“Spurgeon had no patience with those who said, ‘We will not read anything except the book itself, neither will we accept any light, except that which comes in through a crack in our own roof. We will not see by another man’s candle, we would sooner remain in the dark.’ Brethren, do not let us fall into such folly.”
It is true that Scripture alone is our final authority in all matters of doctrine and practice, and that all human writings are subordinate to it, but Scripture was not written, nor is it well interpreted, in the vacuum of our own minds and experiences. We as members of the body of Christ are dependent on those gifted to teach us the truth of God’s Word, not only in our own congregation, but also from the universal church of all ages. Only in this way will we be able to truly “devote ourselves” (Acts 2:42) to the apostles’ doctrine. Writing in the current issue of Modern Reformation Magazine, Carl Trueman reviewed Ancient Christian Devotional: A Year of Weekly Readings, edited by Thomas C. Oden. He makes an interesting observation about the possible side effects of modern Evangelicalism‘s staunch position on the sufficiency of Scripture. He writes,
“Sadly, more recent Evangelicalism has, by accident or design, frequently isolated itself from such historic sources through a sincerely intended but naively executed commitment to the notion of scriptural sufficiency. This has borne unfortunate fruit. Over recent decades, the movement of many evangelicals to Rome or to Eastern Orthodoxy has been, in part at least, a reaction to such impoverishment of the Christian tradition within evangelical ranks. As people look for historical roots, Evangelicalism seems inadequate to meet the challenge, and such moves, though misguided, are at least understandable.”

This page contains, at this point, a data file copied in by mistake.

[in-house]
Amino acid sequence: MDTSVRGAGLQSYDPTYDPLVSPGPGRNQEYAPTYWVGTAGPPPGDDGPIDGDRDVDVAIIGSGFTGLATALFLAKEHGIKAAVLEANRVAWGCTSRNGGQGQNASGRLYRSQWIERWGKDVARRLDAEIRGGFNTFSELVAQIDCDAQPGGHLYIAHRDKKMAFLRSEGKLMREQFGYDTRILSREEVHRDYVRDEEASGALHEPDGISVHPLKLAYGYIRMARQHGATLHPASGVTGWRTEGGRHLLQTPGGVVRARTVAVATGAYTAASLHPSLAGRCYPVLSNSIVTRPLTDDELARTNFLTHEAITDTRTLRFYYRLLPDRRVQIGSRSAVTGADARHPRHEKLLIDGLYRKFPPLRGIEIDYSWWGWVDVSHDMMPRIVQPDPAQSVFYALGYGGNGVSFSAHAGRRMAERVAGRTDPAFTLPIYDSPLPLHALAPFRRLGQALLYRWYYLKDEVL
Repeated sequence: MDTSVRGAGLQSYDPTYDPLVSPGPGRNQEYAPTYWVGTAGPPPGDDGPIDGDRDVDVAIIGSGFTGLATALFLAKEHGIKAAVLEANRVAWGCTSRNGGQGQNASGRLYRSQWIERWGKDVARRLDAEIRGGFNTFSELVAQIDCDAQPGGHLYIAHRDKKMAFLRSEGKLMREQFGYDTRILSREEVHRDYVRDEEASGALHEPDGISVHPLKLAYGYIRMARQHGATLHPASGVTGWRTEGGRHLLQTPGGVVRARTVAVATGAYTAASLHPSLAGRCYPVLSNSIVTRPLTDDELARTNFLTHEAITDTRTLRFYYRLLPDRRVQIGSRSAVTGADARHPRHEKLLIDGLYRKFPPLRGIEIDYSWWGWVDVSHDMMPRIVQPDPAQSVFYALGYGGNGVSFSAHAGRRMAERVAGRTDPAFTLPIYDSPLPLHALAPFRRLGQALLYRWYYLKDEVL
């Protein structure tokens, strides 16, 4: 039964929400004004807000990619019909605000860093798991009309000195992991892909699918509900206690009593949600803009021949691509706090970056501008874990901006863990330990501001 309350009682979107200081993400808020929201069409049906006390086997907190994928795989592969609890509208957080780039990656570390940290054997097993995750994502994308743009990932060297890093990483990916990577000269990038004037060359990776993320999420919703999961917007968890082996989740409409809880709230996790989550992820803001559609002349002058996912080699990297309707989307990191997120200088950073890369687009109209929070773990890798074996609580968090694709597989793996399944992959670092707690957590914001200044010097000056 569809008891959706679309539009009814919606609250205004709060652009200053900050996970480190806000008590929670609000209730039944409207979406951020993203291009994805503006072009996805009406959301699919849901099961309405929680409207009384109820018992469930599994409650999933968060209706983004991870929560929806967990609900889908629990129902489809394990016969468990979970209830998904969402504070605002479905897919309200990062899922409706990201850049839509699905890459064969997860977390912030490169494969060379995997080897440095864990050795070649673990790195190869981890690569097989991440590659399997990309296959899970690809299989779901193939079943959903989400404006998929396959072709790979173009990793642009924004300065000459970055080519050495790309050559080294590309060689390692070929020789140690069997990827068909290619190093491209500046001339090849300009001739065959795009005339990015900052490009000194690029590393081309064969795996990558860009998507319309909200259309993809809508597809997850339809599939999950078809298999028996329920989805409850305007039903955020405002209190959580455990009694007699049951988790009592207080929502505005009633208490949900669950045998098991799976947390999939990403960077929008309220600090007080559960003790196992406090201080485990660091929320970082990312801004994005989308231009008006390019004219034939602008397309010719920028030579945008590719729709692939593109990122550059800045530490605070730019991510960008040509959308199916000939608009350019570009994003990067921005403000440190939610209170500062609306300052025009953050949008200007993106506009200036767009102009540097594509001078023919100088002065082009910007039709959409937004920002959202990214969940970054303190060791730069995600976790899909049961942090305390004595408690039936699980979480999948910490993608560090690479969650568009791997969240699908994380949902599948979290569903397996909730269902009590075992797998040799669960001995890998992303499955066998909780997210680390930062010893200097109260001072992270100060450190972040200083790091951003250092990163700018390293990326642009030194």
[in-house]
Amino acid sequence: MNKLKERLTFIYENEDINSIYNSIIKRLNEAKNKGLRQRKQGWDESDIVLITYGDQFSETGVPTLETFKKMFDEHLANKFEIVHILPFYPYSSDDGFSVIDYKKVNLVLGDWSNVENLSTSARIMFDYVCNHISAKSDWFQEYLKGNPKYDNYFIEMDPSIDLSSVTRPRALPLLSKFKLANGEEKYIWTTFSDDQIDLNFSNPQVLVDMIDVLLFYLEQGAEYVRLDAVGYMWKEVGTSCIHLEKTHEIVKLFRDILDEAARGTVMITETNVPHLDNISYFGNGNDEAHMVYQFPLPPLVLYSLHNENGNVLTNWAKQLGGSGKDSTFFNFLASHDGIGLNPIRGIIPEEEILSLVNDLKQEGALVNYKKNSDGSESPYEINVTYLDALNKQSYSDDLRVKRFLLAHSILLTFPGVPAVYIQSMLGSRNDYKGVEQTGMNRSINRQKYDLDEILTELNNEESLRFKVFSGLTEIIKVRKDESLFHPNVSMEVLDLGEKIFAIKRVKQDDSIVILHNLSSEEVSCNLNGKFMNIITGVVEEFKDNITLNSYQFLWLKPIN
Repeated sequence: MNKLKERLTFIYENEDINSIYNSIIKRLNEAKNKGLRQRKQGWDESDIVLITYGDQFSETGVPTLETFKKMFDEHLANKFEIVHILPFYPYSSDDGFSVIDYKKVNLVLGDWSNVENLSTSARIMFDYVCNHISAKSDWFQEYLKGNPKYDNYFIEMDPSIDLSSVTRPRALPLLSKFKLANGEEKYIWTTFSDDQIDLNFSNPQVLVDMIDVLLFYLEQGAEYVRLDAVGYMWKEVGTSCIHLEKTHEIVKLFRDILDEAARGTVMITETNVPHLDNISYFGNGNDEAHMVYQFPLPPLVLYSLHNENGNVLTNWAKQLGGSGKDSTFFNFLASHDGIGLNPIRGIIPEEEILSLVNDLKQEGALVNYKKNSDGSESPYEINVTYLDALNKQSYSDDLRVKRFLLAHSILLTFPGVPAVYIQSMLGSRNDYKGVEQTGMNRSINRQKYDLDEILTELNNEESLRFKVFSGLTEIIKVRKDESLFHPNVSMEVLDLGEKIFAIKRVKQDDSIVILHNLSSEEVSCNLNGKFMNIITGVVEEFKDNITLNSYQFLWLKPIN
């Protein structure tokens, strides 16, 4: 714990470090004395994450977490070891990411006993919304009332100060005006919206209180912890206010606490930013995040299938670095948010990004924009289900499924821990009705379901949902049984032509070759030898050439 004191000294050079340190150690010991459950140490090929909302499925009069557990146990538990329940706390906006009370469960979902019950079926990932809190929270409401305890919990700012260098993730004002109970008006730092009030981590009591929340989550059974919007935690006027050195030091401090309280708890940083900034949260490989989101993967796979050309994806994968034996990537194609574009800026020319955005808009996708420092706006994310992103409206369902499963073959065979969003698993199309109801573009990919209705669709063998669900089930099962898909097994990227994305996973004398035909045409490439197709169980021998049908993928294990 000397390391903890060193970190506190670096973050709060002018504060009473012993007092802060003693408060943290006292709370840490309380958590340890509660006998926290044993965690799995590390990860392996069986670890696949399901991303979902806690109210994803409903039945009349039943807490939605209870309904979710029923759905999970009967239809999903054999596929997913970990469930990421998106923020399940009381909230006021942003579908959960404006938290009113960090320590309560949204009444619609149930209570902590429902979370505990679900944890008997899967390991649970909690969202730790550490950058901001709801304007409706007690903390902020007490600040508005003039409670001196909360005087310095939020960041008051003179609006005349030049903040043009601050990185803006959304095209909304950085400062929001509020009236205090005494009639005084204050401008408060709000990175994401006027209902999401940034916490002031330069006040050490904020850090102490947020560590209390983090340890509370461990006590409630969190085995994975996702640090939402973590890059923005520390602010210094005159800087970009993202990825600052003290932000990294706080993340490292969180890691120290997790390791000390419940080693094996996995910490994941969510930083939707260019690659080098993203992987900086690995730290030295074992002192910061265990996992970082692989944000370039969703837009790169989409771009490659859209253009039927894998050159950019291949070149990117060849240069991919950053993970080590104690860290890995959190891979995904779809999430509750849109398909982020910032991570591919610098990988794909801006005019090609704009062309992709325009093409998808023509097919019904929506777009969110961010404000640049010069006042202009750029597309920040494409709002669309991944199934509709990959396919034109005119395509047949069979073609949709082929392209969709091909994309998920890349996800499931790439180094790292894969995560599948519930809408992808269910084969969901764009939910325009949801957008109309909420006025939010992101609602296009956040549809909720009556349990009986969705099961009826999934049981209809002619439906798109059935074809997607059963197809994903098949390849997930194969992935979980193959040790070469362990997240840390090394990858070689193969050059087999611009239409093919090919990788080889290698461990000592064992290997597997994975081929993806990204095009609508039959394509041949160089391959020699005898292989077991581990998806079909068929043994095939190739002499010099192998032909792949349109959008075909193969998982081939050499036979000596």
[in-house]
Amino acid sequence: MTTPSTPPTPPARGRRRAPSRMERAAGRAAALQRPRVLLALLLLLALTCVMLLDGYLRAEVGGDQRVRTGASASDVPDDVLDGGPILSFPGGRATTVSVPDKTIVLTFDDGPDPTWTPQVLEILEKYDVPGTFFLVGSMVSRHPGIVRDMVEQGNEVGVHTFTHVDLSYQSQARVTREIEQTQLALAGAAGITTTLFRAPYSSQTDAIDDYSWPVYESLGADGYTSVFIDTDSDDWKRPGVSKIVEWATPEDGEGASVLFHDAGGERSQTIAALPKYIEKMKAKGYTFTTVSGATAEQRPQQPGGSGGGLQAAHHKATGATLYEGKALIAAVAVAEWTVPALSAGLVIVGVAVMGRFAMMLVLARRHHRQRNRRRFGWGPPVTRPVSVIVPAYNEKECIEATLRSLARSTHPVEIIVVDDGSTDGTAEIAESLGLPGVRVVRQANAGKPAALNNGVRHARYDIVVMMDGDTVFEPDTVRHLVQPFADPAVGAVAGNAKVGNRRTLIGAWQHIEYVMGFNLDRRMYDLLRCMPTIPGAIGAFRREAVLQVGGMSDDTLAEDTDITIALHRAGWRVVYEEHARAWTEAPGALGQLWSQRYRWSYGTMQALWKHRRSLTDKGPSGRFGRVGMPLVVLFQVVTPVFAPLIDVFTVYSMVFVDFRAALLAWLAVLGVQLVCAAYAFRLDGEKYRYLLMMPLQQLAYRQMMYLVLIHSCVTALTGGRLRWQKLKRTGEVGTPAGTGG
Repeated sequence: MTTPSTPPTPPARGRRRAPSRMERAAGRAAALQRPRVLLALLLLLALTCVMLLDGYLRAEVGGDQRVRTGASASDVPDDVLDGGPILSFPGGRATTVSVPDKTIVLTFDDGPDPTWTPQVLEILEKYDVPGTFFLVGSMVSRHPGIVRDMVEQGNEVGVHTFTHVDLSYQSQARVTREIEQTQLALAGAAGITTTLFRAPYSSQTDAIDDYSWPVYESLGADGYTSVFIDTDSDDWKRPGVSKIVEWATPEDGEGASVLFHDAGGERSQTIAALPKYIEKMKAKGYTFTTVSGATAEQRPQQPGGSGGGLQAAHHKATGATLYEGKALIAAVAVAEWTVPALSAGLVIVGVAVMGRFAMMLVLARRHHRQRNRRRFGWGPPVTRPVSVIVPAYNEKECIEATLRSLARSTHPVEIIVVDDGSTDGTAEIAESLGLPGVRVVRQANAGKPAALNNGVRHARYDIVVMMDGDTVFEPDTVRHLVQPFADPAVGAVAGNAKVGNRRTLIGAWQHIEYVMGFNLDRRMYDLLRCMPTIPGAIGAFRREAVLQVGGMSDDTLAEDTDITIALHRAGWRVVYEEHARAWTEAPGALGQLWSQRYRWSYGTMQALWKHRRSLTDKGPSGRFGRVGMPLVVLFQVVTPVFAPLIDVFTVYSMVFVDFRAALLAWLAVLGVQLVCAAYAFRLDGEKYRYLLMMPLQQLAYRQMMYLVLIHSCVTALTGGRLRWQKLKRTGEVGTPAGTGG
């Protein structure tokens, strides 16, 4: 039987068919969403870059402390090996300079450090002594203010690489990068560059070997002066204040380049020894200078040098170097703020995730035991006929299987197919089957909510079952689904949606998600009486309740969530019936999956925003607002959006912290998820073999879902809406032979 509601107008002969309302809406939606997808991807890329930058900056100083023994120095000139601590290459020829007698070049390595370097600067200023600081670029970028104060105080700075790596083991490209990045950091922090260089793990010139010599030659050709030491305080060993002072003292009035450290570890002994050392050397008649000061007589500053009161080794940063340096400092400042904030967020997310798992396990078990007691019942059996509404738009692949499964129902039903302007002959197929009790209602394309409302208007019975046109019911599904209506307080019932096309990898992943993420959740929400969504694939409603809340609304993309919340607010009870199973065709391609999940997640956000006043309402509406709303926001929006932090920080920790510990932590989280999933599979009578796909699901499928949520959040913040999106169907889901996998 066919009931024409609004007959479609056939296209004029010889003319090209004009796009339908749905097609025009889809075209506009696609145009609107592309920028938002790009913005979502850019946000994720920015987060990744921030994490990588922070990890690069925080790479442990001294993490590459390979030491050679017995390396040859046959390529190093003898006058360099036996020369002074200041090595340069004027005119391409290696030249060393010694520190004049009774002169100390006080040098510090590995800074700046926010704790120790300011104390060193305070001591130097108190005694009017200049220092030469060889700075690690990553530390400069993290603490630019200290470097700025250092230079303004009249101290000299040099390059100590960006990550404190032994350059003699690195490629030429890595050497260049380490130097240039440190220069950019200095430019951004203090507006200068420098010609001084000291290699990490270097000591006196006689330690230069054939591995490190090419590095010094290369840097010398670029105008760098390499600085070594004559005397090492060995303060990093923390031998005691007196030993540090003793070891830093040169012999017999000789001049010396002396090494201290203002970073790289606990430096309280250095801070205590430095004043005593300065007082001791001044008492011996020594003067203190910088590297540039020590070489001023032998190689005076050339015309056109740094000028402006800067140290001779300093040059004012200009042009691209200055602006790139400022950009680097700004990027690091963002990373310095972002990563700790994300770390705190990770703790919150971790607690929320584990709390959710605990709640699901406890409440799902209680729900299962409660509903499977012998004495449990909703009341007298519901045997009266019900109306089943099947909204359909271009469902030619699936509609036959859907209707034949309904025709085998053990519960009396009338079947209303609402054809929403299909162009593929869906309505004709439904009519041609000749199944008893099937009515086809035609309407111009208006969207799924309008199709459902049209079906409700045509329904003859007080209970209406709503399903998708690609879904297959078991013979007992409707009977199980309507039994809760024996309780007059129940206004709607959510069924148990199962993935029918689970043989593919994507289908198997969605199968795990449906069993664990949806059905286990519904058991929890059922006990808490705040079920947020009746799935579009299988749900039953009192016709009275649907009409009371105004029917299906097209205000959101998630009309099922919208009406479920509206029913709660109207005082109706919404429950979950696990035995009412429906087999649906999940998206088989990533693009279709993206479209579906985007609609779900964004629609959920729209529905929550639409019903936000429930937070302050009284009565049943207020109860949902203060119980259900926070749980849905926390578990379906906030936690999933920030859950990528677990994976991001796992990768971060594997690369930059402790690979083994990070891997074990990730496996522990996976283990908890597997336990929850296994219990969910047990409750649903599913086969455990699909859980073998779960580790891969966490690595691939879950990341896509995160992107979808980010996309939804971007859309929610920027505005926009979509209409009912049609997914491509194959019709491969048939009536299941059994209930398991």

“Every age has its own outlook. It is specially good at seeing certain truths and specially liable to make certain mistakes. We all, therefore, need the books that will correct the characteristic mistakes of our own period. And that means the old books.”
How easy it is to assume that our age is the most advanced, the best informed. This goes for theology as well as for science and other academic and intellectual disciplines. But we mess things up just as easily as other ages have–we still have our own biases and pre-conceived notions. Lewis’ words remind us that some of these pre-conceived notions may be mis-conceived, and therefore our recourse must be to the checks and balances of old books. If we fail to do so, we are destined to get off track, lower our interpretive standards, and lose our way on the road to a theologically sound future. Please always remember and never forget: we Christians must learn where we’ve come from, so we can see where we are now, in terms of faithfulness to the apostles’ doctrine and practice, and be able to see clearly where we are headed with our doctrine and practice in the future.